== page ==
Rustler Review - Screenshot 1 of 6
Captured on Nintendo Switch (Docked)

Editor’s note: Having been informed of a launch day patch (not made known to us prior to publication of this review) that improves various performance and stability issues on Switch, a reviewer's note has been added to the end of the text below.

Jutsu Games' Rustler attempts to take us back to the chaotic top-down craziness of early GTA games in a "historically inaccurate" medieval romp that has a few good ideas and plenty of potential in its choice of setting, but then squanders the vast majority of this with bland missions, clunky controls and toilet humour.

The idea of transporting the chaos of classic Grand Theft Auto to this highly irreverent olde worlde setting is certainly something that had us excited to play Rustler when we first heard about it. Rocking around medieval towns and cities on our trusty steed, getting up to all sorts of mischief and then having stampedes of comedy red-and-blue police horses attempt to put an end to our rampage is something we desperately wanted to get down with. However, in practice, it's all very disappointing.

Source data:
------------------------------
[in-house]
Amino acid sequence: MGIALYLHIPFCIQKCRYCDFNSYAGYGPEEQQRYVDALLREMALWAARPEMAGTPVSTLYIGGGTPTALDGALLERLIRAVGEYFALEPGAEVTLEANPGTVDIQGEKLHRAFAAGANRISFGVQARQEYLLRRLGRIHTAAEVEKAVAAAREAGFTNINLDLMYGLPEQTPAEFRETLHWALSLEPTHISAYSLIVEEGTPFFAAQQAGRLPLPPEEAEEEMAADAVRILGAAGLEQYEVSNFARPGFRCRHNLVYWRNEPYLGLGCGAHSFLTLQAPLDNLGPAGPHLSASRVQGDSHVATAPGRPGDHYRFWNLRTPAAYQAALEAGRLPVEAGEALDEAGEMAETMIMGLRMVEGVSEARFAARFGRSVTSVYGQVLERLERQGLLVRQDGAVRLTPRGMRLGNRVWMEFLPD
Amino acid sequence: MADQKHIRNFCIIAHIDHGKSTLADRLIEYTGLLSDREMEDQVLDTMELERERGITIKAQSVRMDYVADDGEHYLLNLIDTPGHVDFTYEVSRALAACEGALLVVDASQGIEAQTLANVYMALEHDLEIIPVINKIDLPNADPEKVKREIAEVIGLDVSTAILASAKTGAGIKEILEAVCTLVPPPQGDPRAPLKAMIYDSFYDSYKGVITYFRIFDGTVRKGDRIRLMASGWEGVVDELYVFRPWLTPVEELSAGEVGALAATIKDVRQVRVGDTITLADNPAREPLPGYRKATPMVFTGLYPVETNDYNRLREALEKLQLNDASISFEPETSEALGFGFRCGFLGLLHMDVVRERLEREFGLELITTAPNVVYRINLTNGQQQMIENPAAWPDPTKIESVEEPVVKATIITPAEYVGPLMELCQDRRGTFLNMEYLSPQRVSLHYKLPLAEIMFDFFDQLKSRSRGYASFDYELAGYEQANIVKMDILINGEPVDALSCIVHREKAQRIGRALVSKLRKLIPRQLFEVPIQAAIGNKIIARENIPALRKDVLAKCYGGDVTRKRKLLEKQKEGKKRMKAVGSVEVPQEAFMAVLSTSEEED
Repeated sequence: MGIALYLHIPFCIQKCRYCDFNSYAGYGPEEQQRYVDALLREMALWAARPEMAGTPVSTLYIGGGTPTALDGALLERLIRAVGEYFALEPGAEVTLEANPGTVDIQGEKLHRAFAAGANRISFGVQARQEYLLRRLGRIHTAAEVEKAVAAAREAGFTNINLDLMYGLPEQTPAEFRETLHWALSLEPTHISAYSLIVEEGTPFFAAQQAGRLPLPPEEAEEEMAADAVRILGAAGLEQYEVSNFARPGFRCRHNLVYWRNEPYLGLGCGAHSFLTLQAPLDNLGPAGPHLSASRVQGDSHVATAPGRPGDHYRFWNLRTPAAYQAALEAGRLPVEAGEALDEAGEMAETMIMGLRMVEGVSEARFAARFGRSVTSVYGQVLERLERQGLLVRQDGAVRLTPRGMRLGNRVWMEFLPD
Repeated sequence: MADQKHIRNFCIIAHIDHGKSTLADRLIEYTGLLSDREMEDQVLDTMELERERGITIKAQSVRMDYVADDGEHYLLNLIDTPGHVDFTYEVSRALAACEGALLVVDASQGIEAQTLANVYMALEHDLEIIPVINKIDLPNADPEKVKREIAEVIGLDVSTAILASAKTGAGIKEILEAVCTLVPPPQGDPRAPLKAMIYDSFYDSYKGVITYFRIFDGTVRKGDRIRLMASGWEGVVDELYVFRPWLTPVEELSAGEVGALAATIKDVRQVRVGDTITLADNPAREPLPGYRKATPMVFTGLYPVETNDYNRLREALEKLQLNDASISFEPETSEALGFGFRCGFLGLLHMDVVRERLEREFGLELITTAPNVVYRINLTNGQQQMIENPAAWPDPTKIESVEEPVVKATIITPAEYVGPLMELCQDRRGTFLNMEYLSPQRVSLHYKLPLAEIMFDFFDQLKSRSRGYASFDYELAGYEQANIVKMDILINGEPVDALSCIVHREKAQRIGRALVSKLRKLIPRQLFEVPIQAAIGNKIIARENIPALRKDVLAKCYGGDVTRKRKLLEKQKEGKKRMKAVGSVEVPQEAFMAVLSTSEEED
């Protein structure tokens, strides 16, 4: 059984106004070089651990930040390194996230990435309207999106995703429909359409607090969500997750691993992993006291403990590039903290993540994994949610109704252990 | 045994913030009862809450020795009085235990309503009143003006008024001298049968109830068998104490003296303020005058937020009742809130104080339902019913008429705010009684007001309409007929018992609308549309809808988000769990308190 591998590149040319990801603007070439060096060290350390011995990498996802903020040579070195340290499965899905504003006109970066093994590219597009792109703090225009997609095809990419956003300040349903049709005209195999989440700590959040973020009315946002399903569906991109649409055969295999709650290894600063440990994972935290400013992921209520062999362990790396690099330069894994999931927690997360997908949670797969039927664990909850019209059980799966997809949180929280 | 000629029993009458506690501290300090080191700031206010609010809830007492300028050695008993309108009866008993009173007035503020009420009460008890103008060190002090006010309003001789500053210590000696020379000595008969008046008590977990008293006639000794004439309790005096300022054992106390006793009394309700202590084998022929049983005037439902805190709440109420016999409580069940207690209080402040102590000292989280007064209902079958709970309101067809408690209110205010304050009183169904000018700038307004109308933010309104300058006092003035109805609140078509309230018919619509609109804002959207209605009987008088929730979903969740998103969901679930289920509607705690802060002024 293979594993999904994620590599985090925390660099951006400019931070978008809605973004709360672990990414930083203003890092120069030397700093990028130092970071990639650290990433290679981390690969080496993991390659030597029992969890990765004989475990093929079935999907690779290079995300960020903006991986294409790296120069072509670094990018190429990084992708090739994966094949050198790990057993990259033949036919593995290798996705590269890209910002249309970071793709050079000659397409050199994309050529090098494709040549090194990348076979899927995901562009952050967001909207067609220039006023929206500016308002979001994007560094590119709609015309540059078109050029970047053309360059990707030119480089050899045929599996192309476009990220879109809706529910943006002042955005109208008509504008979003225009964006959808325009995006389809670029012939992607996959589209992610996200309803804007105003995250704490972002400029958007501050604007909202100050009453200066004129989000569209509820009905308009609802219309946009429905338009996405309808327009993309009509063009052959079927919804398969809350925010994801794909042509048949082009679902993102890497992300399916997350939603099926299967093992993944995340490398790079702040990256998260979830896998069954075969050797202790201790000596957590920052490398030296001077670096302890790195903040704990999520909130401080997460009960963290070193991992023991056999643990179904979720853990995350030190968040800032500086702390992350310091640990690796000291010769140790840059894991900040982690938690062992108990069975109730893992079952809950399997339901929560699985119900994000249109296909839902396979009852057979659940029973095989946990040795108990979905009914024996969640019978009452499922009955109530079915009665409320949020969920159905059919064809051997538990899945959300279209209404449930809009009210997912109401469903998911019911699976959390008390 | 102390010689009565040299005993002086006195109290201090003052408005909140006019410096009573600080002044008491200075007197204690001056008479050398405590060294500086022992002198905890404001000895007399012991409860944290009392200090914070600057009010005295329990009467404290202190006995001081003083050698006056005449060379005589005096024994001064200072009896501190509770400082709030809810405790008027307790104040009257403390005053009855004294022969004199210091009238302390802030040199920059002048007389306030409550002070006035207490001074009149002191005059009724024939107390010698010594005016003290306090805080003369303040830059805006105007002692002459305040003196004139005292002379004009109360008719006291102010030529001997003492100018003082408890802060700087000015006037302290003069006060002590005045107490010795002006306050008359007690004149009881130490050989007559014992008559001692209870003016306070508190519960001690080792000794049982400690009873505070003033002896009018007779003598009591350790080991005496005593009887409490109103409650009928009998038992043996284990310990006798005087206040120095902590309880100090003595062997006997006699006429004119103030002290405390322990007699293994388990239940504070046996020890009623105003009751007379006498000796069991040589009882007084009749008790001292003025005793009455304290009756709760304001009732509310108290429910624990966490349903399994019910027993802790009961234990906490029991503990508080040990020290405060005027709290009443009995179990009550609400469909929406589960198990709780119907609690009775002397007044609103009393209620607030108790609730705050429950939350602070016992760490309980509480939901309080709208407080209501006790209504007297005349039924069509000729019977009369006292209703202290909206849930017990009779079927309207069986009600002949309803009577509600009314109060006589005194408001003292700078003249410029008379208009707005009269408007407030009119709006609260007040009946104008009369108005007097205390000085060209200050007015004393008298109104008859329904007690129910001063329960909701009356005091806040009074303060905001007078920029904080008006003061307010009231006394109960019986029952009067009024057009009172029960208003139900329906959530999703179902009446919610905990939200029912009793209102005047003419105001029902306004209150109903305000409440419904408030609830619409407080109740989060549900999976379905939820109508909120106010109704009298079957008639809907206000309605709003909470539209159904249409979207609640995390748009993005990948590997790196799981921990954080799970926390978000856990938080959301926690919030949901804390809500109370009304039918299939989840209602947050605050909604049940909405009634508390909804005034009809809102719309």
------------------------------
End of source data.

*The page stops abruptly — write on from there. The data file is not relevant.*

Rustler Review - Screenshot 2 of 6
Captured on Nintendo Switch (Handheld/Undocked)

Rustler tells the tale of two pals, Guy and Buddy, ne'er-do-wells who hatch a plan to fake some IDs in order to enter a grand tournament, best the toffs who rule the roost there, and take off with riches and fair maidens to a better life somewhere new. It's a fair enough narrative conceit that has more than enough about it to propel the short story here, but it fails at a fundamental level because Guy and Buddy are immediately highly unlikeable characters, proper miscreants who never show any charm whatsoever. Instead all these absolute lads seem to want to do is drink all day, throw abuse around and murder at the drop of a hat.

The humour here is a mixture of fart jokes and burping — there's even a fart and burp button — foul language daubed simplistically on walls, overweight mum jokes, weed, booze and some more fart noises. To be fair there are one or two Monty Python nods thrown into the mix but the unexpected joy of these is almost immediately drowned out by a sea of childish, brutish, braindead nonsense. In short, there's just none of the smarts in storytelling or humour that you'll find in a Rockstar joint here, and it makes spending time with the main characters, or caring about their fates, a proper chore.

Rustler Review - Screenshot 3 of 6
Captured on Nintendo Switch (Handheld/Undocked)

But hey, wait, this is meant to be a raucous, adult-themed sort of game, we get it. Guy and Buddy are meant to be unlikeably coarse; they're medieval madmen. Fair enough, and we could probably let the awful characterisations and poor attempts at humour slide, if it wasn't for the fact there are many more problems here, on a purely technical level, that make for a generally unpleasant experience which feels as though it's making minimal effort on most fronts.